Graphic Artist Brings Creative Visuals to Meeting of the Minds 2012
Graphic artist Leah Silverman was on hand last week in San Francisco for Meeting of the Minds 2012. She lent her talents to the breakout session, Smart Cities of Tomorrow – Integrated Operations across Service Areas to Meet the Needs of Citizens, a discussion led by IBM’s Christian Clauss.
The resulting sketches add a beautiful and dynamic visual to what was an excellent discussion in open data, silo-breaking and sustainable economic growth.
[fancy_images width=”180″ height=”180″]
[image title=”Smarter Cities of Tomorrow, Sketch #1″ alt=”Smarter Cities of Tomorrow, Sketch #1″]http://meetingoftheminds.org/wp-content/uploads/2012/10/clauss_workshop_a1.jpg[/image]
[image title=”Smarter Cities of Tomorrow, Sketch #2″ alt=”Smarter Cities of Tomorrow, Sketch #2″]http://meetingoftheminds.org/wp-content/uploads/2012/10/clauss_workshop_b1.jpg[/image]
[image title=”Smarter Cities of Tomorrow, Sketch #3″ alt=”Smarter Cities of Tomorrow, Sketch #3″]http://meetingoftheminds.org/wp-content/uploads/2012/10/clauss_workshop_c1.jpg[/image]
Leave your comment below, or reply to others.
Read more from the Meeting of the Minds Blog
Spotlighting innovations in urban sustainability and connected technology
To plan for the transition to automated vehicles, cities and county governments should develop building and zoning codes that not only accommodate adaptable parking but encourage it by design. This can include amending building codes to require infrastructure that makes transforming garages into inhabitable buildings possible. As automated vehicles begin to enter the marketplace, cities should consider incentives and other programs to begin the conversion of ground level parking to commercial uses.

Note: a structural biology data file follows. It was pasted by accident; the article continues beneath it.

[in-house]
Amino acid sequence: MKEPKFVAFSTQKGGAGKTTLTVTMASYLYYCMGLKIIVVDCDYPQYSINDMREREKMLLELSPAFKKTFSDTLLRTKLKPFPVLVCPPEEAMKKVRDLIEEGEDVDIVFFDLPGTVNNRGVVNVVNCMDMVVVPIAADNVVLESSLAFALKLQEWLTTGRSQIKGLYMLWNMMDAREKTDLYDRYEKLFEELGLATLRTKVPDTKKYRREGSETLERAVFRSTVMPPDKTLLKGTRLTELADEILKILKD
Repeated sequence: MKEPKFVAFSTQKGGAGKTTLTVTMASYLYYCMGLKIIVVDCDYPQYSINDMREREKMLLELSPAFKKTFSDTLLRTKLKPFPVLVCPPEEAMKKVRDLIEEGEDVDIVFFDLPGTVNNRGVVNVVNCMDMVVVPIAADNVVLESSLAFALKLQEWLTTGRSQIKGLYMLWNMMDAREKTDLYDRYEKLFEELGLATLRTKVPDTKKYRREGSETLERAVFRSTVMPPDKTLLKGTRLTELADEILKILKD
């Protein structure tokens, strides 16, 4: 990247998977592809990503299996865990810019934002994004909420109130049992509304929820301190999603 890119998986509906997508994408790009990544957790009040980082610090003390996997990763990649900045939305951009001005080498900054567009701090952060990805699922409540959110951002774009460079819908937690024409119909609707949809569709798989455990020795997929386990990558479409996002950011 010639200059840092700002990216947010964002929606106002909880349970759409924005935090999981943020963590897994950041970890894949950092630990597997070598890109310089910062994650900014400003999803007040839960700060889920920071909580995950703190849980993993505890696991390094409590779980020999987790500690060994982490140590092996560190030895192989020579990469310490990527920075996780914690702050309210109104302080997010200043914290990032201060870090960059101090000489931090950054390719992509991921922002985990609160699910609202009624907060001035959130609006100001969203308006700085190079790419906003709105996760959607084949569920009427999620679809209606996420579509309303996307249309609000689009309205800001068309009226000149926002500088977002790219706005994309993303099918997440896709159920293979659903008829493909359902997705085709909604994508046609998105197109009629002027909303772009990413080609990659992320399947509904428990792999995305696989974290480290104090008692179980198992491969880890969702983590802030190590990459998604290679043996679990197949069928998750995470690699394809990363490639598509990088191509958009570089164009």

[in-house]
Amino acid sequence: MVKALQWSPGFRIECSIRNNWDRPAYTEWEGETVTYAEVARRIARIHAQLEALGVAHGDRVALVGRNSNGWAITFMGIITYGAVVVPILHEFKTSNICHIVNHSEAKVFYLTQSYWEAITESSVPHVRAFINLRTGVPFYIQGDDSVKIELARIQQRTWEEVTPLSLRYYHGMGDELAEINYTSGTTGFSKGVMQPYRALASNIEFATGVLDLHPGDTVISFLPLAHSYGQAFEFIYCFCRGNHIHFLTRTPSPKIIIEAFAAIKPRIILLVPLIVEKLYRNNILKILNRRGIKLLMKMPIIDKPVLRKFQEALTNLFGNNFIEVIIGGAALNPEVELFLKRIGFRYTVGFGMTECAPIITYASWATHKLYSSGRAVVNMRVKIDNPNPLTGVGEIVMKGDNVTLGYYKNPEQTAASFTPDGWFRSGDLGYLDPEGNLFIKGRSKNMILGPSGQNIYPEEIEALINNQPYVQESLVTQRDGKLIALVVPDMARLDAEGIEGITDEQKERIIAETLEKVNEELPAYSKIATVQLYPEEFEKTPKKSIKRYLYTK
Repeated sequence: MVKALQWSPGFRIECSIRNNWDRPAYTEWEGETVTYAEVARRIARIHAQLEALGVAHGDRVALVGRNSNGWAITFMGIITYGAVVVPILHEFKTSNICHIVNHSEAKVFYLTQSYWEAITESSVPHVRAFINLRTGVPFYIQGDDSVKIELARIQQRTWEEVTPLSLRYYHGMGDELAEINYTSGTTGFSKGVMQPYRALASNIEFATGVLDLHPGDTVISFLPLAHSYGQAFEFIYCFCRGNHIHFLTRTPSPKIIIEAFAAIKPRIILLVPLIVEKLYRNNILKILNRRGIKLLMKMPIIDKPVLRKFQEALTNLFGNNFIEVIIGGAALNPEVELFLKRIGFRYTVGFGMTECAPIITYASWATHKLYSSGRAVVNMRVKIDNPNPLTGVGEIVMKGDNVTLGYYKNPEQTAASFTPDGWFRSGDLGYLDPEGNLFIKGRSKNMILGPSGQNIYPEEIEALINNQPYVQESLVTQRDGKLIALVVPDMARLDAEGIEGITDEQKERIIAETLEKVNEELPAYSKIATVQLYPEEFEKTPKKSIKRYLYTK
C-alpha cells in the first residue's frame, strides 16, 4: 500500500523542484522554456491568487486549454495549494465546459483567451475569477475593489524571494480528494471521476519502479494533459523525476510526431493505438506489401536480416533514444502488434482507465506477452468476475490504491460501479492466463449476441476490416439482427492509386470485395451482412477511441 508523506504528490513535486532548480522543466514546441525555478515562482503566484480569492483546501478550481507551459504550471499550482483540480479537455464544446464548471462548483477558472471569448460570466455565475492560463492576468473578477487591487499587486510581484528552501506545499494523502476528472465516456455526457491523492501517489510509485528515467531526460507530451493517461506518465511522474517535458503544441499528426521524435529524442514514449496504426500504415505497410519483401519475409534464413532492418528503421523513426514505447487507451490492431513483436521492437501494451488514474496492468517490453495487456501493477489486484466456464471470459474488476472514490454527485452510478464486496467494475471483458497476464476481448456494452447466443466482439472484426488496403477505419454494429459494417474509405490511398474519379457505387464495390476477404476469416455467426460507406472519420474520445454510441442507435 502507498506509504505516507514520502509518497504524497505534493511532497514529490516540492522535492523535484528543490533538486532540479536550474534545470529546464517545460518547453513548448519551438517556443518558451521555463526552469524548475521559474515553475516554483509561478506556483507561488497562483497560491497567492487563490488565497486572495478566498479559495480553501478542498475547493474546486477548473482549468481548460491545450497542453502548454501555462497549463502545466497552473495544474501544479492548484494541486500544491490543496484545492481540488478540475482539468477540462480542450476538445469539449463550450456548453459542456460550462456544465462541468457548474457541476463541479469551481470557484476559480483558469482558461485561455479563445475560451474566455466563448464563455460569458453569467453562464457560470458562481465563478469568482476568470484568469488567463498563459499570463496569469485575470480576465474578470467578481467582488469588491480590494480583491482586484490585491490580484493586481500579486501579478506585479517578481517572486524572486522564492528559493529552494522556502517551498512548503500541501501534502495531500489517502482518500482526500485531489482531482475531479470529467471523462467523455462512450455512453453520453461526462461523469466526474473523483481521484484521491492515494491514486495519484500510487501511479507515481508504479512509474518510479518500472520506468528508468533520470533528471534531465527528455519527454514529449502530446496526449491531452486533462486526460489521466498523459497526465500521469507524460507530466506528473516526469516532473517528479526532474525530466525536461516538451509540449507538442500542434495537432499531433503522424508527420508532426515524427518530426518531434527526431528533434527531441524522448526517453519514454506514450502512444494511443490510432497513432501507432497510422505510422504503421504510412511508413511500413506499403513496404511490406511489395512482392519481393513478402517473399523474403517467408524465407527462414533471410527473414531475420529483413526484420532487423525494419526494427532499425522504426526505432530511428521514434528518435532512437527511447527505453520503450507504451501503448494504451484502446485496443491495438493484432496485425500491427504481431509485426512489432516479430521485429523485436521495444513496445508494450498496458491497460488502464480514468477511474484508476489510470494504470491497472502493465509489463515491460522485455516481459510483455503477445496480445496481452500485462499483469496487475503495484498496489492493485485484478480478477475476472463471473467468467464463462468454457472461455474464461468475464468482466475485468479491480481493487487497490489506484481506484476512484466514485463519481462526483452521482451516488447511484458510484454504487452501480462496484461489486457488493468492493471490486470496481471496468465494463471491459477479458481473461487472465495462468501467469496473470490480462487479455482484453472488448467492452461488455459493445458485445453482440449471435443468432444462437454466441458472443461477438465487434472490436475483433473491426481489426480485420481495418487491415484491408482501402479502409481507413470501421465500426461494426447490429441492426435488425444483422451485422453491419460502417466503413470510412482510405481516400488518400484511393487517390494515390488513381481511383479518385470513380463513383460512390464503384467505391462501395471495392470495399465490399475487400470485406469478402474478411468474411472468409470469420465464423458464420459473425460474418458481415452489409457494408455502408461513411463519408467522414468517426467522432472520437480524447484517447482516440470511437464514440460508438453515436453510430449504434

For much of the twentieth century, transportation planning focused on moving cars as efficiently as possible. This resulted in streets that are designed for cars, with little room for transit vehicles, pedestrians and cyclists. Agencies in charge of roads, signals, parking, taxis and transit need to collaborate more closely to focus on moving people, not just vehicles, as efficiently as possible.
Focusing on all the elements that matters to people not just travel time – It is clear that people travelling across the region have high expectations and want to have consistent, reliable, convenient, clean and low-cost travel options regardless of their preferred mode and what municipal boundaries they cross. People care little about what system they are on or who operates it—they simply want to get where they are going as quickly, comfortably and reliably as possible.
Driving into a town with a boarded-up Main Street or a row of abandoned factories make it look like the community has been the victim of a destructive economic process. In truth, the devastation that is apparent on the surface is really a symptom of deeper social and institutional problems that have been going on for a very long time. I have four strategies for you to make your rural redevelopment projects successful.